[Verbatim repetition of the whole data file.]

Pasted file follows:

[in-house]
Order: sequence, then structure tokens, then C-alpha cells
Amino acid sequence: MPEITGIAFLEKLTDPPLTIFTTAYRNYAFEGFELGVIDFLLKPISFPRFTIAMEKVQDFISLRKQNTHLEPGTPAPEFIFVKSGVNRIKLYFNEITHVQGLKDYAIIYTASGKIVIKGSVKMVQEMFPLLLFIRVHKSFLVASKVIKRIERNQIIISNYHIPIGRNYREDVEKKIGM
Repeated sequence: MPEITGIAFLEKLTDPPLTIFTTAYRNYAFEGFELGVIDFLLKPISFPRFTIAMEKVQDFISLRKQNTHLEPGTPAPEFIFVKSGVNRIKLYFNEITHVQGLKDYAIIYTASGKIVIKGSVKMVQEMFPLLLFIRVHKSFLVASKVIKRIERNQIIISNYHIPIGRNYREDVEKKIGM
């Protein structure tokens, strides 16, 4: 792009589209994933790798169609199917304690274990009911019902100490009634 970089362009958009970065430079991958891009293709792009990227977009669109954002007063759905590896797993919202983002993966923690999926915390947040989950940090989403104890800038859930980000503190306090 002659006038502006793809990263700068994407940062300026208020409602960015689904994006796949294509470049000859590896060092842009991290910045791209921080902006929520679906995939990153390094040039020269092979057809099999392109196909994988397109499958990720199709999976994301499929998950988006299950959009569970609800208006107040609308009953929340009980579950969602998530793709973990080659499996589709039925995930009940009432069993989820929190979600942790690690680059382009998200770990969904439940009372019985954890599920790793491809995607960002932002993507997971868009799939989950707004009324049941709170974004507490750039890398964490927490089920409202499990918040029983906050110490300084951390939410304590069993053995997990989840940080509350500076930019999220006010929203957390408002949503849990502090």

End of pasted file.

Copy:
[in-house]
Order: sequence, then structure tokens, then C-alpha cells
Amino acid sequence: MPEITGIAFLEKLTDPPLTIFTTAYRNYAFEGFELGVIDFLLKPISFPRFTIAMEKVQDFISLRKQNTHLEPGTPAPEFIFVKSGVNRIKLYFNEITHVQGLKDYAIIYTASGKIVIKGSVKMVQEMFPLLLFIRVHKSFLVASKVIKRIERNQIIISNYHIPIGRNYREDVEKKIGM
Repeated sequence: MPEITGIAFLEKLTDPPLTIFTTAYRNYAFEGFELGVIDFLLKPISFPRFTIAMEKVQDFISLRKQNTHLEPGTPAPEFIFVKSGVNRIKLYFNEITHVQGLKDYAIIYTASGKIVIKGSVKMVQEMFPLLLFIRVHKSFLVASKVIKRIERNQIIISNYHIPIGRNYREDVEKKIGM
């Protein structure tokens, strides 16, 4: 792009589209994933790798169609199917304690274990009911019902100490009634 970089362009958009970065430079991958891009293709792009990227977009669109954002007063759905590896797993919202983002993966923690999926915390947040989950940090989403104890800038859930980000503190306090 002659006038502006793809990263700068994407940062300026208020409602960015689904994006796949294509470049000859590896060092842009991290910045791209921080902006929520679906995939990153390094040039020269092979057809099999392109196909994988397109499958990720199709999976994301499929998950988006299950959009569970609800208006107040609308009953929340009980579950969602998530793709973990080659499996589709039925995930009940009432069993989820929190979600942790690690680059382009998200770990969904439940009372019985954890599920790793491809995607960002932002993507997971868009799939989950707004009324049941709170974004507490750039890398964490927490089920409202499990918040029983906050110490300084951390939410304590069993053995997990989840940080509350500076930019999220006010929203957390408002949503849990502090």